Are doughnuts or deadlines the source of our weight gain? Are calories or computers to blame?
One of the biggest misconceptions of technological progress is that we will have less to do. Instead, technology has allowed the workplace, with all its meetings, long hours, emails and deadlines, an ubiquitous presence in our lives.
One of the undeniable results of our technological progress is stress. Most people associate stress with psychological impacts (emotional and cognitive).
However, what is far less appreciated is the powerful metabolic responses to stress that are written in our genes.
Most of our genes are ancient and have barely changed. On a genetic level, we are still fundamentally cavemen, at best (only one third of our genes are different to a fruit fly).
For ancient humans, stress was not an impending deadline – it was getting enough to eat. That is what links chronic stress to our metabolism and, consequently, waistline.
I’ve been studying a protein called ‘Neuropeptide Y’ for more than 15 years and it illustrates perfectly the link between stress and eating.
Neuropeptide Y is a very powerful anxiolytic or stressreducing agent, but it is also one of the most powerful stimulators of appetite and fat accrual.
Neuropeptide Y acts to reduce stress, and we know that people with higher levels of Neuropeptide Y are less likely to suffer from posttraumatic stress disorder, but it still has its evolutionary action to reduce “metabolic stress” so higher levels also drive weight gain.
Thus through the actions of Neuropeptide Y, stress can drive increased appetite and obesity.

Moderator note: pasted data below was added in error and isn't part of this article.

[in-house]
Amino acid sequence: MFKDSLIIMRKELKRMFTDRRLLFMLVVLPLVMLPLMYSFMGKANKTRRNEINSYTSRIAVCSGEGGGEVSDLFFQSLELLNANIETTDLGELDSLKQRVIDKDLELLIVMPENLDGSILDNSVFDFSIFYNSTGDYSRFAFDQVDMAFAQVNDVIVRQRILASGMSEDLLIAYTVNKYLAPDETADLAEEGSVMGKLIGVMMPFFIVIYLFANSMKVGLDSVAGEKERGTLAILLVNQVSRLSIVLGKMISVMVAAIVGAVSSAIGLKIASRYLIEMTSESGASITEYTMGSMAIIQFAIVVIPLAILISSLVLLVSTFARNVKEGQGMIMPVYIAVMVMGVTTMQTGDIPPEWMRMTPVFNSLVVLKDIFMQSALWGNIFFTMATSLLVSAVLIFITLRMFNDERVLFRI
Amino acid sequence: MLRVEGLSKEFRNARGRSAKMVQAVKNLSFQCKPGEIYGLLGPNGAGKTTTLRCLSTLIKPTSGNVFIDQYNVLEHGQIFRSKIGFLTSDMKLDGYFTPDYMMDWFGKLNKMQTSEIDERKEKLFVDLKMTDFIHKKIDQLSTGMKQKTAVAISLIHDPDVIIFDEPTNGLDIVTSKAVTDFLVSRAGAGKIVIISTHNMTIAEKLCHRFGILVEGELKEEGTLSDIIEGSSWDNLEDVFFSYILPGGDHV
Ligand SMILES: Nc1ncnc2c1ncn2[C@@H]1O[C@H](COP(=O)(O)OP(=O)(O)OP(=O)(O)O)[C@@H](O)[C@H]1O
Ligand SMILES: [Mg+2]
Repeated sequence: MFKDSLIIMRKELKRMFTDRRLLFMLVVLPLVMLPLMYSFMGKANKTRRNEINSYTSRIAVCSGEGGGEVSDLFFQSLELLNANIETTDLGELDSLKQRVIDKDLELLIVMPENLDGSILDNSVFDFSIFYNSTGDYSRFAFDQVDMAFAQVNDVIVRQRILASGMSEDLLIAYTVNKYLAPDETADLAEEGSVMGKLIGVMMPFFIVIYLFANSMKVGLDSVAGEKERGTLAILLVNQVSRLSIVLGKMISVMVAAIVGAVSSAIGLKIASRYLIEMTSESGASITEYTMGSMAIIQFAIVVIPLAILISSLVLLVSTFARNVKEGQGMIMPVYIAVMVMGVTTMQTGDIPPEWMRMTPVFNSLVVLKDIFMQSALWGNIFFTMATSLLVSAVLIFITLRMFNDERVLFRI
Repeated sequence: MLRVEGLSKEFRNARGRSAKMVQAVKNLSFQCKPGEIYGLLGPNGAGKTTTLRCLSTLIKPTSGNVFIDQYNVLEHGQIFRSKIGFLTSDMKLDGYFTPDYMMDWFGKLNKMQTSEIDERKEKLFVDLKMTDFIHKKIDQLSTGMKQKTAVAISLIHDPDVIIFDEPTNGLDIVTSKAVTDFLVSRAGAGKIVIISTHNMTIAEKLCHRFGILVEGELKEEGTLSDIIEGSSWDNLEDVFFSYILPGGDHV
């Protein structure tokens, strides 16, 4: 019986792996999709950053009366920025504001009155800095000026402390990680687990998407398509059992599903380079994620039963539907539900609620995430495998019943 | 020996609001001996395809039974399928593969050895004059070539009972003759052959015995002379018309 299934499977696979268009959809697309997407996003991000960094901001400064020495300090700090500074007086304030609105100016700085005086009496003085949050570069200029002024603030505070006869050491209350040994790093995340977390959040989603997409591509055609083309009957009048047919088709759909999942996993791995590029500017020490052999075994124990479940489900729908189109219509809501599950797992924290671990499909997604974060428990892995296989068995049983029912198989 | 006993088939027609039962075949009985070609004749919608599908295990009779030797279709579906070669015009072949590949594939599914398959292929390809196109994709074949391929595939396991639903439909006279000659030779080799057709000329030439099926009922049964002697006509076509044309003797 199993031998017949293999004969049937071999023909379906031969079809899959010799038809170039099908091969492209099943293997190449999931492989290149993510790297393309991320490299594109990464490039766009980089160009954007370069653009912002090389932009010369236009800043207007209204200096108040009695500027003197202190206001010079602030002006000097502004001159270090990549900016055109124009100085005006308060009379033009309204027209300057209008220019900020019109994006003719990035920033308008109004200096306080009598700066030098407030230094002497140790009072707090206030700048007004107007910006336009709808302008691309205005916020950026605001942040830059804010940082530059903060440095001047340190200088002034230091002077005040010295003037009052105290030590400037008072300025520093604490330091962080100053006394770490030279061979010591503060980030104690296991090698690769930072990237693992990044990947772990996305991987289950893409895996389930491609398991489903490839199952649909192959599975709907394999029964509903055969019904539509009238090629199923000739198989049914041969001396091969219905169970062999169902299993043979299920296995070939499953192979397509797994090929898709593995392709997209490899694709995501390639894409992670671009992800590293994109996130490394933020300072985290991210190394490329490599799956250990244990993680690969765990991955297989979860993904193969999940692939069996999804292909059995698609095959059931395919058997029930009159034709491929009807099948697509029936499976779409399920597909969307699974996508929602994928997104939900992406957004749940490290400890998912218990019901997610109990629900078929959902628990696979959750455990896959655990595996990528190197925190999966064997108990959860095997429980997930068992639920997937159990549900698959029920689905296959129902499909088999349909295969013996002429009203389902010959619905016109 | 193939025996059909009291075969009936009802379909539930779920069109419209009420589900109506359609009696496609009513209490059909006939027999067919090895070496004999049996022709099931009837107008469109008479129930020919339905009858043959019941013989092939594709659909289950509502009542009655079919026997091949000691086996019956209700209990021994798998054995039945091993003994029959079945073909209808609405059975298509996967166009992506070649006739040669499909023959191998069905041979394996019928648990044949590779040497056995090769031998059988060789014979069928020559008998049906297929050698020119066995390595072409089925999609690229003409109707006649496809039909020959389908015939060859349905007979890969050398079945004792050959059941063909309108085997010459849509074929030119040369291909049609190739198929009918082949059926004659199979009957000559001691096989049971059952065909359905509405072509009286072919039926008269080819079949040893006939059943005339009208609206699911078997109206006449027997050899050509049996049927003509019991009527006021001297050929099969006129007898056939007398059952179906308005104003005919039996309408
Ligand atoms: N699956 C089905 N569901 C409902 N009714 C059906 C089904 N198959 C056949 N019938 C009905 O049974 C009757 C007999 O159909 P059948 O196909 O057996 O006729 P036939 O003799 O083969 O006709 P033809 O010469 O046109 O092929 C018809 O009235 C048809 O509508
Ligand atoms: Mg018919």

The power of Neuropeptide Y is astounding. Experiments show that increasing the level of Neuropeptide Y by two- to three-fold, targeting a single region of the brain of normal animals, results in body weight almost doubling within a few weeks.
The weight gain is caused by a massive increase in food intake, reduced physical activity and resultant fat accrual.
Neuropeptide Y responds to stress partly by stimulating hunger and reducing activity (both designed to accrue the maximum amount of fat possible). So, not only are our responses to chronic stress designed to make us hungry, they’re also designed to turn us into couch potatoes.
It is little wonder that as workloads increase, so have our waistlines.
For those who have tried to lose weight by dieting (and most likely failed), there may be a new ally in your corner – stress reduction. If we can put down the laptop, we may also be able to put down the doughnuts.
Dr Paul Baldock is head of the Skeletal Metabolism Laboratory at the Garvan Institute of Medical Research and a senior lecturer at St Vincent’s Clinical School, Faculty of Medicine.
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